How are climate change perceptions influenced by the economy and extreme weather events?

By: Kentaro Asai, Francesca Borgonovi and Sarah Wildi, OECD Centre for Skills

In the northern hemisphere, the last summer was characterised by major climate disasters, including heat waves, droughts, flooding, and wildfires. The southern hemisphere is preparing to face similar disruptions in the coming months. Such events served as a reminder that climate change is taking place and that urgent action is required to transition to a net-zero economy. Can the renewed urgency for action on climate change continue in the context of high energy prices and the increasing cost of living? 

Successfully implementing climate change mitigation policies both locally and internationally requires an understanding of the extent to which individuals see climate change as a threat and consider climate action a priority. Mobilising large-scale international support for climate action requires on the one hand understanding how the public in different countries perceives climate change and on the other what factors shape individuals’ attitudes towards climate change and the environment more generally. Governments need to know how individuals understand and perceive climate change in order to anticipate environmental behaviour and determine which policies (if any) citizens would be prepared to support and how ambitious such policies could be.

The newly released OECD Working Paper uses data from the Wellcome Global Monitor 2020, the European Social Survey (Round 8), World Values Survey, Emergency Events Database (EM-DAT), as well as industry-level CO2 emissions data from the International Monetary Fund and unemployment data from the OECD to examine how public perceptions vary both within and across countries. The study also details how individuals’ attitudes are associated with engagement in pro-environmental behaviours and support for environmentally friendly policies.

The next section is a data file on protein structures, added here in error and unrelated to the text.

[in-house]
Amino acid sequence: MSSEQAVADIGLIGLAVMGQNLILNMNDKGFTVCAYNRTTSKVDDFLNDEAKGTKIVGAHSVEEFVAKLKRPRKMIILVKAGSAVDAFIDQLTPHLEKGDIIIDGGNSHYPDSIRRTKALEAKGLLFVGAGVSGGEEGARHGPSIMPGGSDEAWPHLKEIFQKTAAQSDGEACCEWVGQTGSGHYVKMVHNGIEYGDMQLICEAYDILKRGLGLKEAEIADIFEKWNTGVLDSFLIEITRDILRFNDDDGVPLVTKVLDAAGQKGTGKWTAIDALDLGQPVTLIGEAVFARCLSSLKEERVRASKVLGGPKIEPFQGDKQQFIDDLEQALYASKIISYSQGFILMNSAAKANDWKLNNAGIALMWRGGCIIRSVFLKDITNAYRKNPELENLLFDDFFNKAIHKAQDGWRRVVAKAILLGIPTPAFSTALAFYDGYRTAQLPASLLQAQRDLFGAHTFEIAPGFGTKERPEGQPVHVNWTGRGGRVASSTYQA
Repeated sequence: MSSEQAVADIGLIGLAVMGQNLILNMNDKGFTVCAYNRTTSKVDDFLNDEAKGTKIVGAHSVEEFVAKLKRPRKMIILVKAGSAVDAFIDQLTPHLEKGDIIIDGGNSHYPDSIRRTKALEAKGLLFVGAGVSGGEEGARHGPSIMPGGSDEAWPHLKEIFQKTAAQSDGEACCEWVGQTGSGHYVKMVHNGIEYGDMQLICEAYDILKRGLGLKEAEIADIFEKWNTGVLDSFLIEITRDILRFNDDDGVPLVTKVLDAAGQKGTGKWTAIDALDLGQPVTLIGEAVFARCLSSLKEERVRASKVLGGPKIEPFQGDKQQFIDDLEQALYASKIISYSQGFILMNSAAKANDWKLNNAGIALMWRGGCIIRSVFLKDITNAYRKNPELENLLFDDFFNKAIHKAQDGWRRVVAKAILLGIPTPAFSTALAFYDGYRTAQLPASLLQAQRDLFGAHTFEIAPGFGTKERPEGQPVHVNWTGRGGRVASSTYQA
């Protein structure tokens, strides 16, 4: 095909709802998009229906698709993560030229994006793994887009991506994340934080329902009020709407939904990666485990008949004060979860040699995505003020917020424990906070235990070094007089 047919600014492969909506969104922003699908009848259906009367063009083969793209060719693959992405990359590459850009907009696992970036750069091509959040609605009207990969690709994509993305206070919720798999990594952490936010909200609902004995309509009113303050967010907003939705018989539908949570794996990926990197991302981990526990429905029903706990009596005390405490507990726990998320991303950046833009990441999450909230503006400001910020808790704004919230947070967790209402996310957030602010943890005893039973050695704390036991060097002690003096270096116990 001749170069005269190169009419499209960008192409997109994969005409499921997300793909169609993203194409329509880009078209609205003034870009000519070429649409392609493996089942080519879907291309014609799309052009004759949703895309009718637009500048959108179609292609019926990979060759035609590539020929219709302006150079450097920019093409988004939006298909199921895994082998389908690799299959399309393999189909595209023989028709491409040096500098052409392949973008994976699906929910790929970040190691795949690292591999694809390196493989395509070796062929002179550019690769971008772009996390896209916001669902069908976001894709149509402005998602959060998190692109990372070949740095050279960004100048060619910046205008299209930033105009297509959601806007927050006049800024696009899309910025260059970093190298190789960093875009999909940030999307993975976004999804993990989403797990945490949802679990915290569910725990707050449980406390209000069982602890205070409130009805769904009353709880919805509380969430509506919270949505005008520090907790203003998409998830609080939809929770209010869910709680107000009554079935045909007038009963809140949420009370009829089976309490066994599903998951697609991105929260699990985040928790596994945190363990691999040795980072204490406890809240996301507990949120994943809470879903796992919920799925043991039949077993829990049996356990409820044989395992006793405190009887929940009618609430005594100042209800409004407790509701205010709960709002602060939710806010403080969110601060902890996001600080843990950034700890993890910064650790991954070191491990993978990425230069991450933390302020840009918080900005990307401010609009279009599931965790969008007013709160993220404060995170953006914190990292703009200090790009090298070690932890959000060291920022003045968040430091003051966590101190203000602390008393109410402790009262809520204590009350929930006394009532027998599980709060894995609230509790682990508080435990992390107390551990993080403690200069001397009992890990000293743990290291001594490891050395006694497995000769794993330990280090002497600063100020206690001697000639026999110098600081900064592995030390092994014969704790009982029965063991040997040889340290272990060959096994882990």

Mapping variations in attitudes to enhance cooperation and identify the “weakest links”

Different countries and actors need to have a similar understanding of climate change and similar threat perceptions to effectively coordinate and implement climate change policies. Yet in many countries and across countries there is a polarisation of attitudes towards climate change, a polarisation that threatens cooperation because vocal minorities who may not understand or apprehend the importance of acting on climate change may halt effective policymaking and reform initiatives.

On average, 84% of adults across OECD countries report that they understand climate change “fairly well” or “very well”. Yet, self-reported understanding of climate change is varied across countries with 94% of adults in Belgium reporting that they understand climate change “fairly well” or “very well”, and 62% reporting the same in the Czech Republic. Variation between countries is even greater with regards to threat perception. In Mexico and Italy, for instance, nearly 90% of adults regard climate change as a major threat but only around 44% of adults report the same in the Czech Republic. Such differences across countries in understanding of climate change and in threat perception exemplifies why cooperation across countries can be so challenging.